NFL competition committee proposes radical change to kickoffs

The new rule proposal takes elements of the kickoff rules used in spring leagues like the XFL.

NFL game
AP Photo/Matt Patterson, File
FILE – The opening kickoff during an NFL wild-card playoff game on Jan. 13, 2024, in Houston.

The NFL competition committee is proposing a rule to penalize so-called “hip-drop” tackles and a radical change to kickoffs to add more returns without compromising safety.

The proposals will be presented to owners at the league meetings later this month, with 24 out of 32 votes needed for approval.

The committee didn’t propose any rule changes to limit the use of the “tush push” quarterback sneak that has been so successful for the Philadelphia Eagles the past few seasons, or any change to the rule giving the defensive team a touchback if the team with the ball fumbles through the end zone.

There also were several possible rule changes proposed by teams that the league released last week that included one that would allow replay challenges for penalties called on the field, a change to the onside kick rule and giving teams a third replay challenge if at least one of their first two was successful instead of both.

The biggest change proposed by the competition committee regards kickoffs in an attempt to add excitement with more returns while reducing high-speed collisions that have made the play so dangerous.

The league has spent the past several seasons making kickoff returns less common in hopes of reducing injuries. Data showed a significantly higher rate of injuries on kickoffs compared to other plays.

Last season, returns were attempted on less than 22% of all kickoffs, according to Sportradar, down from 80% as recently as 2010.

The new rule proposal takes elements of the kickoff rules used in spring leagues like the XFL.

For a standard kickoff, the ball would be kicked from the 35-yard line with the 10 kick coverage players lined up at the opposing 40, with five on each side of the field.

The return team would have at least nine blockers lined up in the “set up zone” between the 30- and 35-yard line with at least seven of those players touching the 35. There would be up two returners allowed inside the 20.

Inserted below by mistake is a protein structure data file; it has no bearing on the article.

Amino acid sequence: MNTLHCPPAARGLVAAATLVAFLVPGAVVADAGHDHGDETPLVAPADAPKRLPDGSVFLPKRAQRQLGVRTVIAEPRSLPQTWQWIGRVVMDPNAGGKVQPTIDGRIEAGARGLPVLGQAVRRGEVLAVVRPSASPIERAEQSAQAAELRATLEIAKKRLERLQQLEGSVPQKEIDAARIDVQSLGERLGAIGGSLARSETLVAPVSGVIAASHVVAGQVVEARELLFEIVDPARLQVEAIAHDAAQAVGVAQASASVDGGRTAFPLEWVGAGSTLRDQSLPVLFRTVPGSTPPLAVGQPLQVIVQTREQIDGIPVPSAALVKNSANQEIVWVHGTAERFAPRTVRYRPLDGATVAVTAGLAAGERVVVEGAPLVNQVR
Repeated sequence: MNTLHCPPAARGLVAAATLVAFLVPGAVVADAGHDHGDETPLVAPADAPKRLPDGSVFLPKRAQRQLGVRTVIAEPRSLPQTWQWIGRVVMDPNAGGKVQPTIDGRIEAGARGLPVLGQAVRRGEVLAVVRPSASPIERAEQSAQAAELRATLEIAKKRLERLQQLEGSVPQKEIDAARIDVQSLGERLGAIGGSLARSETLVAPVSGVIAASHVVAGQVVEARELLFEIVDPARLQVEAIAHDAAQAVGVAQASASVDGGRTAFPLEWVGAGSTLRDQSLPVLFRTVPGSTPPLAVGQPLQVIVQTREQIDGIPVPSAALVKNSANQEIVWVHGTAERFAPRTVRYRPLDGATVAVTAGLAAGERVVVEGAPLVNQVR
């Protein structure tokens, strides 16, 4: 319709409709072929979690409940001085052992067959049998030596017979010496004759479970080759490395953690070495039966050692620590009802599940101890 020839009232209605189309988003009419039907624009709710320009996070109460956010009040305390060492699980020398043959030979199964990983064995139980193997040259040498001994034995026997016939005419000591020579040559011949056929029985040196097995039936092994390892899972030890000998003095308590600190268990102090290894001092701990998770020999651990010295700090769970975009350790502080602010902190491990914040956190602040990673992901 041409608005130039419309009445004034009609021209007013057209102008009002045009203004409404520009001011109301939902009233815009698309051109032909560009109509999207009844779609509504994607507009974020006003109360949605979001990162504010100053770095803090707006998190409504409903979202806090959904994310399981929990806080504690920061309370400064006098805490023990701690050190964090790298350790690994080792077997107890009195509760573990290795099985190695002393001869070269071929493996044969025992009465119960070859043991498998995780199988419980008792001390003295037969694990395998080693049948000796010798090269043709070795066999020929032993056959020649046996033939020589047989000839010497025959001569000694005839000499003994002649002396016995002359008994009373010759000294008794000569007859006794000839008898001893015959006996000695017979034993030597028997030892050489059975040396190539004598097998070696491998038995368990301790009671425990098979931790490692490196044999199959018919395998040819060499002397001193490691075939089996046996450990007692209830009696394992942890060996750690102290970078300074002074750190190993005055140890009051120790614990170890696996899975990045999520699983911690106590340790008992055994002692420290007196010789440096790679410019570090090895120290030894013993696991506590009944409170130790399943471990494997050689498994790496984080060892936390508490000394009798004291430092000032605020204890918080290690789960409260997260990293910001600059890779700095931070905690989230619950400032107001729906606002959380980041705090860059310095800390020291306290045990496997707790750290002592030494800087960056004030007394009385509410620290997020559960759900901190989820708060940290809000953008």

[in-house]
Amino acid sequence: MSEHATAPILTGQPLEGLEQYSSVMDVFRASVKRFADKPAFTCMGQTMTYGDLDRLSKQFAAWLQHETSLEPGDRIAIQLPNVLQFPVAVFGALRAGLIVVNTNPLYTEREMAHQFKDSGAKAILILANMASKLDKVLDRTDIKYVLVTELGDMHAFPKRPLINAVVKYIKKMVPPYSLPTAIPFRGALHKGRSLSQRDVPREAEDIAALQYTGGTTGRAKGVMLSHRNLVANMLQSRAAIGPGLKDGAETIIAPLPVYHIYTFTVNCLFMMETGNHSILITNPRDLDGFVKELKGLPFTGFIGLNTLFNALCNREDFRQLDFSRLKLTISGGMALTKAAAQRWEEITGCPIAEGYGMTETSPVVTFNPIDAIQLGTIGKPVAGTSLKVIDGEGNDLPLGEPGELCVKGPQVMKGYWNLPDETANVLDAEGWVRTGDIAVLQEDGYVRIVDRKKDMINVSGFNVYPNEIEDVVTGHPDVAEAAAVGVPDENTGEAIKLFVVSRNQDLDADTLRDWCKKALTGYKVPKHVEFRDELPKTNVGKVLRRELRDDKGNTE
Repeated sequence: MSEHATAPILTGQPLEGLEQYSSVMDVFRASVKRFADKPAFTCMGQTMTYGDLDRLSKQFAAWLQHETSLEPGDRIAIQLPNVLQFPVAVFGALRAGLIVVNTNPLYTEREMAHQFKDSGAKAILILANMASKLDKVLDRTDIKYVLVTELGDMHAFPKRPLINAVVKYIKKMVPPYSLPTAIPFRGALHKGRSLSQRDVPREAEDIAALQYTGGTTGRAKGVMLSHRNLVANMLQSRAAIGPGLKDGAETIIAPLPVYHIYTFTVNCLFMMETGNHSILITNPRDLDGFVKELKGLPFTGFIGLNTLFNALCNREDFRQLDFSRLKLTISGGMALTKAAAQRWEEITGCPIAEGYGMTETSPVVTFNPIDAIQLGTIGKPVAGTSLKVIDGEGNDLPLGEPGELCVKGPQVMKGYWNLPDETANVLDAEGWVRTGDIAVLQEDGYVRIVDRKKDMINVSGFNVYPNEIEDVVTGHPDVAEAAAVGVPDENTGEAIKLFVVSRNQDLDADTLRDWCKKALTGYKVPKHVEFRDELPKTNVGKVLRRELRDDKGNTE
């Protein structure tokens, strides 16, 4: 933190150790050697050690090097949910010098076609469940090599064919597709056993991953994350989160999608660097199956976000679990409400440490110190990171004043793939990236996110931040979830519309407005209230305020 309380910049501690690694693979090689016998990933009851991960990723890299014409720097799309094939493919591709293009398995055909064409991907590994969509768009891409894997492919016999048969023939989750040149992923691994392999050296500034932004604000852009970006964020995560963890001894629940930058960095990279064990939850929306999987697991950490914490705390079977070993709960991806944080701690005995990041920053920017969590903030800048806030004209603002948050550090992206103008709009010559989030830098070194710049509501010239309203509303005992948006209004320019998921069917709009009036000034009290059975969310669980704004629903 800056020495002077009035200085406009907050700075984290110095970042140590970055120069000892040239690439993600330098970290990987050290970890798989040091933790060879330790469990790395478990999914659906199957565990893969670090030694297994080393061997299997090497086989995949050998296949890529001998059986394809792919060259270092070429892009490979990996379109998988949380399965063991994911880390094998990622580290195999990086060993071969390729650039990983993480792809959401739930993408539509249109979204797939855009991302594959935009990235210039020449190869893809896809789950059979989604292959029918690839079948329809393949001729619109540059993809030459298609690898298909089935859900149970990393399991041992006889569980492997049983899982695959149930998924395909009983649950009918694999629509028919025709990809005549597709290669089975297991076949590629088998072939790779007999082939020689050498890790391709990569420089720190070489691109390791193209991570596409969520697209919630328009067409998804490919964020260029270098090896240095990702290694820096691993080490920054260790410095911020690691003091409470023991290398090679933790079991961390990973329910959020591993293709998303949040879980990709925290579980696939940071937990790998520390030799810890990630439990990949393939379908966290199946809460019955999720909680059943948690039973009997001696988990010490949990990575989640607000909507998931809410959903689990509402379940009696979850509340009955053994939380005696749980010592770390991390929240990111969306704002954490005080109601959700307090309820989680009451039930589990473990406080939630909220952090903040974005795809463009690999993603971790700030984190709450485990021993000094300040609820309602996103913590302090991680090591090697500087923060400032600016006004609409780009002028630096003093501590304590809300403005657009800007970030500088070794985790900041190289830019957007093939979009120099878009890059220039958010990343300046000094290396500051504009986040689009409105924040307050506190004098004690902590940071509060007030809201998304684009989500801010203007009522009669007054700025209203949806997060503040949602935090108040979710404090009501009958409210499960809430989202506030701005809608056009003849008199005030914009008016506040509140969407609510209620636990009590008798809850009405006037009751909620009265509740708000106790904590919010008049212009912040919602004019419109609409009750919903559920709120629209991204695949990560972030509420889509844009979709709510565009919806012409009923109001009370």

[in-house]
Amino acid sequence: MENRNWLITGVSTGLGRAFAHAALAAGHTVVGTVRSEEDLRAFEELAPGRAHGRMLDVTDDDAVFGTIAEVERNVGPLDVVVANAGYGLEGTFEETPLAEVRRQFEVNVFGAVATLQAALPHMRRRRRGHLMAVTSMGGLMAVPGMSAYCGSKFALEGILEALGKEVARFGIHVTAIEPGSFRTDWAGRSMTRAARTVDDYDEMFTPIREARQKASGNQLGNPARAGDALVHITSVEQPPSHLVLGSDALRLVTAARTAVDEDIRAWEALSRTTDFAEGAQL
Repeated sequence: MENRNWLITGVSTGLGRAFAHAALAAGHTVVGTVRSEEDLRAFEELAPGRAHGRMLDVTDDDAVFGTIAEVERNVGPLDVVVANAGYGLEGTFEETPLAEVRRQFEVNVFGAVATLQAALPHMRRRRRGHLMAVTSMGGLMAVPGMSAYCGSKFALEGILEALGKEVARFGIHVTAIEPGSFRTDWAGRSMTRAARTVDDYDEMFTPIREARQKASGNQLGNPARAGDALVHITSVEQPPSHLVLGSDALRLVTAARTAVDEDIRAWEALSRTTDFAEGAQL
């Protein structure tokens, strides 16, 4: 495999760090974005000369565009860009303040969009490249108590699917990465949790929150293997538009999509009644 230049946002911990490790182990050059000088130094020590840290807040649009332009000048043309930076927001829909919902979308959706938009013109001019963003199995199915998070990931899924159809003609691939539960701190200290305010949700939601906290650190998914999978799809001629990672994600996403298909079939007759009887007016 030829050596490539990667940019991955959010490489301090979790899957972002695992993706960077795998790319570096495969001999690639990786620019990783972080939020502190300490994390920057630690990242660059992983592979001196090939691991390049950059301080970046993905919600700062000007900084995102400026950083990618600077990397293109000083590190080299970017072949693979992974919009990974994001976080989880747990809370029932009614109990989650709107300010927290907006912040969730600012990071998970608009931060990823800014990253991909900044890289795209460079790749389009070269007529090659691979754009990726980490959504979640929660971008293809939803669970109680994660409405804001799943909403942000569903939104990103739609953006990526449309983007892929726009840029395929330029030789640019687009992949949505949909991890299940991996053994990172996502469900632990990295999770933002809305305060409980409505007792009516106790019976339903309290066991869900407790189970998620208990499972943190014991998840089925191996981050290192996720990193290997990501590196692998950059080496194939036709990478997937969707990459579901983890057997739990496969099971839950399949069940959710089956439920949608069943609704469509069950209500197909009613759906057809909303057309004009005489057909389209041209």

Only the kicker and two returners would be allowed to move until the ball hits the ground or was touched by a returner inside the 20.

Any kick that reaches the end zone in the air can be returned, or the receiving team can opt for a touchback and possession at the 35. Any kick that reaches the end zone in the air and goes out of bounds or out of the end zone also would result in a touchback at the 35.

If a ball hits a returner or the ground before the end zone and goes into the end zone, a touchback would be at the 20 or the play could be returned. Any kick received in the field of play would have be returned.

Under current rules, any touchback — or if a returner calls for a fair catch in the field of play — results in the receiving team getting the ball at its own 25.

A trailing team can declare an onside kick attempt in the fourth quarter twice in a game, which would be similar to the current onside kick rules.

The Eagles previously proposed the change to the onside kick rule that would allow a trailing team to attempt a fourth-and-20 play from its own 20-yard line instead of a traditional onside kick up to two times.

Only 5% of onside kicks in the fourth quarter were recovered by the kicking team last season, according to Sportradar. That’s down from 18.8% as recently as 2017 as new rules for safety have made recovering onside kicks more difficult.

The committee also proposed a 15-yard personal foul for hip-drop tackles, which it defined as any time a defender grabs the runner with both hands or wraps the runner with both arms, and then swivels or drops his hips or lower body, landing on and trapping the runner's leg below the knees.

League executive Jeff Miller has said the hip-drop tackle increases risk of injury by 25 times the rate of a standard tackle. The committee views those tackles as being similar to horse collar tackles that were banned before the 2005 season.

The NFLPA is against the rule change, believing it can't be fairly enforced.

“The players oppose any attempt by the NFL to implement a rule prohibiting a ‘swivel hip-drop’ tackle," the NFLPA said in a statement. “While the NFLPA remains committed to improvements to our game with health and safety in mind, we cannot support a rule change that causes confusion for us as players, for coaches, for officials and especially, for fans. We call on the NFL, again, to reconsider implementing this rule.”

The competition committee also proposed several other changes, including making it reviewable on replay if the game clock expired before a snap, to make reviewable by replay if a player was ruled down by contact or out of bounds before throwing a pass, expand crackback block penalties to players in motion and allowing major fouls to carry over following a change of possession.

Following the beginning of the legal tampering period in NFL free agency, some big names were quick to make moves.
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